From Cindy Drinkwater: “I managed to capture a rare SPS ’77 sighting in Anchorage, Alaska, snapping a photo of Brett Lewis and his wife, Cappy Von Stade ’76, and myself. Brett and Cappy were on their way through Anchorage after a fall fishing trip and I had the great pleasure of meeting up with them for lunch and a quick tour of Cynosure Brewing, the business my husband and I own (and where the photo was taken).”
Christopher Willis writes: “My daughter, Caroline ’14, and I took a two-week, 4,200-mile road trip in April that put us in New Orleans for the 50th anniversary of the New Orleans Jazz Festival. As close as I could get to my fifth reunion wish (fantasy) of having Carlos Santana play at my house. Other big names at the Jazz Fest were The Doobie Brothers, Earth, Wind & Fire (who I last saw with Bert Lewars and Earl Potts back in our college days) and The Revivalists. On our trip, we spent time in Denver, Santa Fe, White Sands National Monument, Carlsbad Caverns, Marfa, Texas, Big Bend National Park, Marathon, Texas, Austin, Baton Rouge, Mobile, Birmingham, Nashville, Churchill Downs, Knob Creek Distillery in Clermont, Ky., Middleburg, Va., and quite a few other great places. Caroline started the trip in Jackson Hole, Wyo., where she was a ski instructor last winter. Some of the highlights were The Meow Wolf exhibit in Santa Fe, the Bosque Del Apache Wild Life Refuge, Big Bend National Park (swimming in The Rio Grande), Jazz Fest, a blues festival outside Birmingham and a self-guided private tour of Churchill Downs (cost of entry: Pelican charm). All in all, a very inspiring trip. Already thinking about the next one.”
Nora Tracy Phillips
From New York, Sarah Chubb Sauvayre reports: “I am still enjoying my current life mix of media consulting, startup CEO coaching, volunteering, bike racing, and a little (nascent) writing. Our youngest is a rising college senior, so Pascal and I are approaching true empty-nester status. In April, we had a blast hosting my nephew, Seamus O’Connell ’21, and his friend, Seth McKenzie ’21, for a long weekend. They humored me on all my many questions about current life at the School; from what they told me, the food is much better but everything else is pretty much the same. They asked me plenty of questions as well. Is this a good place for me to confess to Seamus’s mom, my sister, Lucy Chubb ’82, that I told them we bought that blow-up dinghy in town to use on the pond?”
Prodigal brother D.J. Mitchell reports that, in May, he walked for the graduation ceremony at Eastern Mennonite University, from which he expects to fully graduate with his M.Div. in December. He and his wife, Carrie, are the proud parents of two boys, one who will start his freshman year in high school, and the other who will enter kindergarten in the fall.
Lita Remsen continues to enjoy her rewarding work in public school education in Ithaca, N.Y., as well as her recent second passion as a movement and mobility educator, helping individuals enhance functional movement, relieve pain, and live better in their bodies. Visiting their children in their chosen locations (Colorado, Cuba, and, soon, Utah) has influenced the travel itineraries for her and husband Jim Marshall ’67. She hopes to venture on itineraries of her own soon and is welcoming ideas.
Frank Hunnewell in Wellesley, Mass., tells us: “I had a great time at Anniversary Weekend, watching my uncle, Willard P. Hunnewell ’39, lead the Parade and walk the whole way! Quick catch up with Jon Sweet and Lisa Hughes was fun. All is well at home. Our daughter, Eliza, is wrapping up an amazing Dickinson junior semester in New Zealand and our son, Ben, crushed his freshman year at Boston University, rowing on their varsity crew. Two very happy kids, so all is well.”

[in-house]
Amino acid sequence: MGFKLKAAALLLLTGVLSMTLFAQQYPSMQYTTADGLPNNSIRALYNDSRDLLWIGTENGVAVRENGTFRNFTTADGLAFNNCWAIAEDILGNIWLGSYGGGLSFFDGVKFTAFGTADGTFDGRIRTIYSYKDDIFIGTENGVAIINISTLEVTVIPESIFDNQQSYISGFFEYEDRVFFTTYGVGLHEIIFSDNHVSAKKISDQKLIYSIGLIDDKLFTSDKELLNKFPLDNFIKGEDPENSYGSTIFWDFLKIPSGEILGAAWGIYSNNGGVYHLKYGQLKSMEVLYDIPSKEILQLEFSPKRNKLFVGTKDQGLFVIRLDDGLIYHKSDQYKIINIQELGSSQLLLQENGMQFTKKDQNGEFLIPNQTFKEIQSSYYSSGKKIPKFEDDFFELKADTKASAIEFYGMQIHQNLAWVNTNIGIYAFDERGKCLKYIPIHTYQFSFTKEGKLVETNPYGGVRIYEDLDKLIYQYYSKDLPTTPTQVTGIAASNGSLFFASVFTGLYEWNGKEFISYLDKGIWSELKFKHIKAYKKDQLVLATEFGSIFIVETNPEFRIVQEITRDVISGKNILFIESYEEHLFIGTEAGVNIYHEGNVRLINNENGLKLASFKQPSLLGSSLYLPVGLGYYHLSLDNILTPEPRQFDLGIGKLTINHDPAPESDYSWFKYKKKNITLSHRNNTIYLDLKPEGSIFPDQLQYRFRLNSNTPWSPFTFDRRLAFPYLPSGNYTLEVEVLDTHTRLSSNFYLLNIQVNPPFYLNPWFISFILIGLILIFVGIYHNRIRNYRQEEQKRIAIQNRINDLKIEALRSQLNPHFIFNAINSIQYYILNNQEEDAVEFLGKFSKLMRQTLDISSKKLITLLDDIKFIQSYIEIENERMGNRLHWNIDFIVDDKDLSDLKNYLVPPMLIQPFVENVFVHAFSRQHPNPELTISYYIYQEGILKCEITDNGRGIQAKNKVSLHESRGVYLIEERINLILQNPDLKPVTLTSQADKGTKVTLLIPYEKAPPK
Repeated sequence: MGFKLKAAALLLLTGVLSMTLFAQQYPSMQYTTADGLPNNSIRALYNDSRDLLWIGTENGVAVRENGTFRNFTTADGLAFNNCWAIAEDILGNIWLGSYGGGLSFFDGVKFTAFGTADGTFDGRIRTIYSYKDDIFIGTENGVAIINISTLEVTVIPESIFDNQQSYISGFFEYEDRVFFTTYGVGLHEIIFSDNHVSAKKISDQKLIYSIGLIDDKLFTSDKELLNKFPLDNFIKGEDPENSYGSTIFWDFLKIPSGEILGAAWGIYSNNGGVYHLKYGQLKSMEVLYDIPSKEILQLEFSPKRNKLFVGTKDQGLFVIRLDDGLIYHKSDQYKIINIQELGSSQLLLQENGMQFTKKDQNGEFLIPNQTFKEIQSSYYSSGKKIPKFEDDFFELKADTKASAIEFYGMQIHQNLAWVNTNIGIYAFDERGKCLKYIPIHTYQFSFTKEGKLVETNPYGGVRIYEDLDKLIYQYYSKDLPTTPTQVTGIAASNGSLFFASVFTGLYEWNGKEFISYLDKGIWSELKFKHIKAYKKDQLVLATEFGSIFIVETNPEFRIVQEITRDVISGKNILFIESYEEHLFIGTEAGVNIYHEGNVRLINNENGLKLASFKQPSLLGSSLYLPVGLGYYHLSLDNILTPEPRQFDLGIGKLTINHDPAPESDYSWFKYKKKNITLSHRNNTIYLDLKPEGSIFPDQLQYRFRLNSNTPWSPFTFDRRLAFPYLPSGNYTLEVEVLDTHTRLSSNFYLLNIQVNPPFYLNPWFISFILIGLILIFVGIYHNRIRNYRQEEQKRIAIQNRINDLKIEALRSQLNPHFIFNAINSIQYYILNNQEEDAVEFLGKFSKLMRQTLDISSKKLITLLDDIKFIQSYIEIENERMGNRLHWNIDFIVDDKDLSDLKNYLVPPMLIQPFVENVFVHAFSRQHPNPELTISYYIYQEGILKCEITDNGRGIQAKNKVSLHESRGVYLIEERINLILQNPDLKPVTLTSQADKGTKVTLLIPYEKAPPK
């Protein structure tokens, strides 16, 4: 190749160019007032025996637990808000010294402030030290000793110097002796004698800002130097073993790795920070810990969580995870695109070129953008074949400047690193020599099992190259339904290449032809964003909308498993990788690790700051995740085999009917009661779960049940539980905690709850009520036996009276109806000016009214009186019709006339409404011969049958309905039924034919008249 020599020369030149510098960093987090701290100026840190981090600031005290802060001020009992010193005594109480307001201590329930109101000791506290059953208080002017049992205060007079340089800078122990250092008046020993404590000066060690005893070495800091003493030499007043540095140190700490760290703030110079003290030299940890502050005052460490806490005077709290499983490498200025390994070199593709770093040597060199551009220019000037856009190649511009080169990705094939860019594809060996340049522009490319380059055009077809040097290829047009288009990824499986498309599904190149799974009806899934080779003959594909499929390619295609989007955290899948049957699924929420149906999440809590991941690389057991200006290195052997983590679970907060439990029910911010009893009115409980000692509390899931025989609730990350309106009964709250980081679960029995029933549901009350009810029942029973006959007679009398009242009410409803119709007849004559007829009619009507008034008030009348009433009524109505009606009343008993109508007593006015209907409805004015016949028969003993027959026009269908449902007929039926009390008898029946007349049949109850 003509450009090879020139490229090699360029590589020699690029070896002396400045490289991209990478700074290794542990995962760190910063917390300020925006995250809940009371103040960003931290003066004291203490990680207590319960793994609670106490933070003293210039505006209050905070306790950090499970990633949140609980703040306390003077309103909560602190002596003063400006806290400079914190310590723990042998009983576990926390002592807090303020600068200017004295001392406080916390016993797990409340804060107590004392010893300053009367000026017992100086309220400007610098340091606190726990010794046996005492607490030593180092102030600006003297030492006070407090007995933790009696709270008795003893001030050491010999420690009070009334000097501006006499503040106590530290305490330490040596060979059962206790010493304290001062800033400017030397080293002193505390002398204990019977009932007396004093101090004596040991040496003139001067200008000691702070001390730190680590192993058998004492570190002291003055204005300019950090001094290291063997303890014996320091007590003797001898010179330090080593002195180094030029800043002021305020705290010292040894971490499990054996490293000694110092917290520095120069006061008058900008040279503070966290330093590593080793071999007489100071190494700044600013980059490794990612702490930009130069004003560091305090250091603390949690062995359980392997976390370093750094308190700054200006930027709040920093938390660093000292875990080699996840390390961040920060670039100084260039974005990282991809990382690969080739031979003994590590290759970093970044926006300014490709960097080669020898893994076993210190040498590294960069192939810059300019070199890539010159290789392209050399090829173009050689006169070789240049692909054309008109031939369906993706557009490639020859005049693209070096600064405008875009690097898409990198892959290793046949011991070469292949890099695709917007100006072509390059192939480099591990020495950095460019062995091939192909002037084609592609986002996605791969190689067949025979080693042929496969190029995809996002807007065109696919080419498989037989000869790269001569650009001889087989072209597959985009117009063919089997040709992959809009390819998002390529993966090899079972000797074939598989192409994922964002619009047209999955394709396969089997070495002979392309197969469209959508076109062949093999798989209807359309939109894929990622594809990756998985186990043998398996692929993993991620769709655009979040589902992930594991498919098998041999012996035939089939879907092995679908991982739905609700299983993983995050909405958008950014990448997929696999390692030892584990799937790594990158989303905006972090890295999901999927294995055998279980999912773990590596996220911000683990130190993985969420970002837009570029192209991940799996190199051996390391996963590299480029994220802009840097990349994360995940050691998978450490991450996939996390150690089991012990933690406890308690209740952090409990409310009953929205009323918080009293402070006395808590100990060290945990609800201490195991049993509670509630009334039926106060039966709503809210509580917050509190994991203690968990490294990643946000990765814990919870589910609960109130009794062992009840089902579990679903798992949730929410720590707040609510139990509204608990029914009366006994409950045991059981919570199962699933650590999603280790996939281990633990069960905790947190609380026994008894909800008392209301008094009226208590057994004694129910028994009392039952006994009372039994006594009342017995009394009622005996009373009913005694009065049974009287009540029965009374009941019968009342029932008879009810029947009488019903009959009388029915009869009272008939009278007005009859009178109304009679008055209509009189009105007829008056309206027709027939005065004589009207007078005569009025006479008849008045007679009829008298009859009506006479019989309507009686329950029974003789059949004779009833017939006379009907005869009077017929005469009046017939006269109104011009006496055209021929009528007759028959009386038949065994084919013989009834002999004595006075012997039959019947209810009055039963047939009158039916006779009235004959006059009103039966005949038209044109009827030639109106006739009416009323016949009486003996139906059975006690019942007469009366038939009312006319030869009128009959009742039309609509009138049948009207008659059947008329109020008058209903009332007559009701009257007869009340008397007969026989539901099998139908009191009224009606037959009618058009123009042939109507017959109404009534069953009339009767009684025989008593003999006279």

From Chris Schiavone: “Happy to report that Rich Lederer is as entertaining and erudite as ever, thirty years after departing St. Paul’s (after 27 years as English teacher, tennis coach, and – as remembered by nerds like me – faculty advisor to the Chess Club). His annual visits with us in New Jersey over the last 10 years included one in June, with a dinner at Shackamaxon Country Club attended by KT Wen ’75, Tiffany and Jon Sweet, and my family and friends. As usual with the world’s foremost authority on the English language, the lively discussion with the 81-year-old ranged from Shakespeare to Spoonerisms and from puns to poems to punctuation. Dr. L. also got in some tennis with Jon Old at the Short Hills Club. Due to his advanced age, Lederer went easy on him. If you are interested in his books, contact Rich at verbivore.com.”
Former SPS varsity ski team members Tim Steinert and David Scully ’79 proved they still have the right stuff, skiing together, along with their “neck-risking” sons, Ben Scully ’21 and Luca Steinert ’21, at Jackson Hole this past March.
Sarah Bankson Newton, Etienne Poirot, Liz Overton Robbins, and George Schwab convened in April after the Alumni Association Annual Meeting and Awards Ceremony, where Etienne was recognized for his work with UNICEF Cambodia.
Michele Helm writes: “Being the kid from California and one of the few Asians in our class, being at St. Paul’s was a three-year eye opener. Coming back for the 40th touched a past that seemed like a distant dream. It was a blast! Trying to identify the teenage face within the adult was sometimes a challenge. But I truly enjoyed catching up and tried to with everybody in attendance. Conversation was at a frenetic pace, especially in the hospitality suite. We giggled over joint memories – running to classes, Chapel, Upper, all in wet and potentially freezing hair. Helen Bonebrake marveled at how we managed not to kill ourselves doing it all in clogs on snow. The weekend was about us and the culmination of our collective memory. Those of you who weren’t there were missed and not forgotten. As I walked the campus again, I took it in with loving eyes and came back to California exhausted but with a really full heart.”
Sadly, Murph was a no-show for Anniversary due to family obligations, and Rich Lederer’s video didn’t work so I’ve attempted to attach it here. https://drive.google.com/file/d/1ZAYvCJf5Ka_YdrS545kOQWXtkeqKe1zE/view?usp=sharing. If you would like a playlist of George Schwab’s music, e-mail him at email@example.com. If you would like a copy of the yearbook stream or archived Pelicans from 1975 to 1979, e-mail me at firstname.lastname@example.org.